In today's digital age, text messages, cell phones and email are the primary form of an average person's daily communications. Often then during tort cases, such as personal injury or wrongful action claims, these type of communication records can be vital for a party to prove or defend against liability. To safeguard and protect against the destruction of evidence, parties must take measures to ensure that potentially relevant records, including those generated on electronic communication services providers, are preserved. Questions have arisen before the courts as to when parties can serve subpoenas to these third-party providers. How early is too early?
Dockery v. Horvath, S.D. Miss. Oct. 2011 provides some guidance on this issue. The court concluded that early discovery on a third-party electronic communication service provider may only be granted when there is a showing of good cause by the moving party.
In this alienation of affection case, the plaintiff, Dockery, motioned the court for permission to serve subpoenas to third-party electronic service providers prior to Rule 26(f) meet and confer conferences in order to obtain and preserve electronic evidence, such as text messages, email and cell phone records. Under FRCP 26(d) (1), in most cases “a party may not seek discovery from any source before the parties have conferred as required by Rule 26(f)" unless the party shows “good cause." In denying plaintiff's motion, the court deemed that the plaintiff offered no showing that evidence would be lost, stating “the assertions in his motion are supported only by understanding and belief, and are vague and conclusory at best."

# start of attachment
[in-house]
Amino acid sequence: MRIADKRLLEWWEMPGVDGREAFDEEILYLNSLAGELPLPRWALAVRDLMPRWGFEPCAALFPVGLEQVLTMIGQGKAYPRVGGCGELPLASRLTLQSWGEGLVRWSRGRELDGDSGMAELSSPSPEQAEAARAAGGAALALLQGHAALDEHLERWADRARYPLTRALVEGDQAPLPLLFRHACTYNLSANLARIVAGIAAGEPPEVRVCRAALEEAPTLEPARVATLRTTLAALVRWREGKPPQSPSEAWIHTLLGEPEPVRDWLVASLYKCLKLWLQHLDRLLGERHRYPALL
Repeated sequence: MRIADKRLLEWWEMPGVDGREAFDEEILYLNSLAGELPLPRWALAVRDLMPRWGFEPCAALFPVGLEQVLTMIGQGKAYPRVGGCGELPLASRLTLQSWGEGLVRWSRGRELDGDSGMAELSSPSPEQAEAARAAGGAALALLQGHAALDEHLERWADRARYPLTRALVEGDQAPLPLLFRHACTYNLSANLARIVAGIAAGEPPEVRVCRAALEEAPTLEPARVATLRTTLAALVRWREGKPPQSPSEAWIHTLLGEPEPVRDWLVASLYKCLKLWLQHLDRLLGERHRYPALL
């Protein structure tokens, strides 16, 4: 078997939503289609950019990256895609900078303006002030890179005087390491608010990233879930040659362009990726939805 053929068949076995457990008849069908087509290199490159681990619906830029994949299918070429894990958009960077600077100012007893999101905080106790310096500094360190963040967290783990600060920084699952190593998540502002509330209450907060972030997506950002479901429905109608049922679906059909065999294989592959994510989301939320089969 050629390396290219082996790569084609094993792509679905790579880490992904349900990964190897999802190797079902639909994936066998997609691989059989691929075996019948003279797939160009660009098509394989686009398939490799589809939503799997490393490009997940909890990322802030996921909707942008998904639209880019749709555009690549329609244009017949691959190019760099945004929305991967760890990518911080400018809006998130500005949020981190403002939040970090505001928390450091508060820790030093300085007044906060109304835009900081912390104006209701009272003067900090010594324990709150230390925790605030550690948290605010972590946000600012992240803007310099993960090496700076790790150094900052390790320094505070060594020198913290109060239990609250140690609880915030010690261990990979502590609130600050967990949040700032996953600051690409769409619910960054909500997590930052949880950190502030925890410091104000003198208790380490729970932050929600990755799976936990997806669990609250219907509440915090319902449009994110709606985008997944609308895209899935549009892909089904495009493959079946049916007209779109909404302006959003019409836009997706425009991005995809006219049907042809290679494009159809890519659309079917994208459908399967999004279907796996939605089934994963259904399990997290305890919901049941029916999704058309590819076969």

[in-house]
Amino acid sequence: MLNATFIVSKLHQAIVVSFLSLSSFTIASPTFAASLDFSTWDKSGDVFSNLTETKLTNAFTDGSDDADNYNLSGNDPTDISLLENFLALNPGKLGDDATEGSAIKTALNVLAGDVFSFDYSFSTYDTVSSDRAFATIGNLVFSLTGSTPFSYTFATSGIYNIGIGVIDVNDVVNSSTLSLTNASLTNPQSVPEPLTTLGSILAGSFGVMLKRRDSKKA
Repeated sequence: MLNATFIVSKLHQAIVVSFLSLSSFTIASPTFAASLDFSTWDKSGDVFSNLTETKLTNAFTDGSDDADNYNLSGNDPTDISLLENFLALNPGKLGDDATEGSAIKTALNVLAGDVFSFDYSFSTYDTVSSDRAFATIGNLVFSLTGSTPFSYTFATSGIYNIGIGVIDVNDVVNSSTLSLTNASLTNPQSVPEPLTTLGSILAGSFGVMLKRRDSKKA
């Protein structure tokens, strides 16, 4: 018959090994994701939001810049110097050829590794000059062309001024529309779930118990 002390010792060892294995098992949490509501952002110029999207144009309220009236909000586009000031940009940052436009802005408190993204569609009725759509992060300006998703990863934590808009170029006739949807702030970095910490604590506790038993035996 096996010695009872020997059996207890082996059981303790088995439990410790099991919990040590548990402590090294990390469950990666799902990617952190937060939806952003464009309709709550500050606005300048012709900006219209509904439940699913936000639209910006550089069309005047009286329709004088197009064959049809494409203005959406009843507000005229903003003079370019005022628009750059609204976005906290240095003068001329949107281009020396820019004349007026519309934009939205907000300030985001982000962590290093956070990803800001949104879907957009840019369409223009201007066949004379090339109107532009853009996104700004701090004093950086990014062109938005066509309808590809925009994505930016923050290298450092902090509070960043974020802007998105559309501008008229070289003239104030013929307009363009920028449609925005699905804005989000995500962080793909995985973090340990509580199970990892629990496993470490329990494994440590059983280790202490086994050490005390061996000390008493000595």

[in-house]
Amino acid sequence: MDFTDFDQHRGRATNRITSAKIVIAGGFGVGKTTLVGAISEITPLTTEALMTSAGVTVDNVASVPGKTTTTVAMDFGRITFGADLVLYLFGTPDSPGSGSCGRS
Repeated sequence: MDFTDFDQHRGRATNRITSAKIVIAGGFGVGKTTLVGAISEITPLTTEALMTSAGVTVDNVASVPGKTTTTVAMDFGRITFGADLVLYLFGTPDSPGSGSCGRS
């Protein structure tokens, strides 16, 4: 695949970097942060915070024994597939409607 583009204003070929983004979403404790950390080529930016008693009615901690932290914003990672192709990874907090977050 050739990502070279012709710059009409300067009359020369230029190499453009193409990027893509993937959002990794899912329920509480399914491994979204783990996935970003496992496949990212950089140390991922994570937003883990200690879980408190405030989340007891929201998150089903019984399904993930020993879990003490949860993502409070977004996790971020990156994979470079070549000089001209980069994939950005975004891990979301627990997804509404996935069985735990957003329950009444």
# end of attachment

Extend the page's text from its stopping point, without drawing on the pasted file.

Aside from proving good cause, moving parties must also be aware that another obstacle may stand in their way of collecting information from specific third-party electronic communication providers like Facebook, Gmail and Yahoo. Under the Electronic Communications Privacy Act (ECPA), “a person or entity providing an electronic communication service to the public shall not knowingly divulge to any person or entity the contents of a communication while in electronic storage by that service."
Being proactive in identifying relevant electronically stored information (ESI) is a must. As Dockery indicates, it's equally as important to know and understand the e-discovery rules that may impact a particular matter and how to efficiently navigate them.
Mike Hamilton, J.D. is the E-Discovery Market Analyst at Exterro, Inc. Hamilton works in a product management and marketing role to ensure Exterro's Fusion e-discovery applications closely reflect the needs of legal teams. Within the complex e-discovery world, Hamilton's knowledge, legal acumen and experience give him a valuable perspective on bridging the gap between IT and legal teams.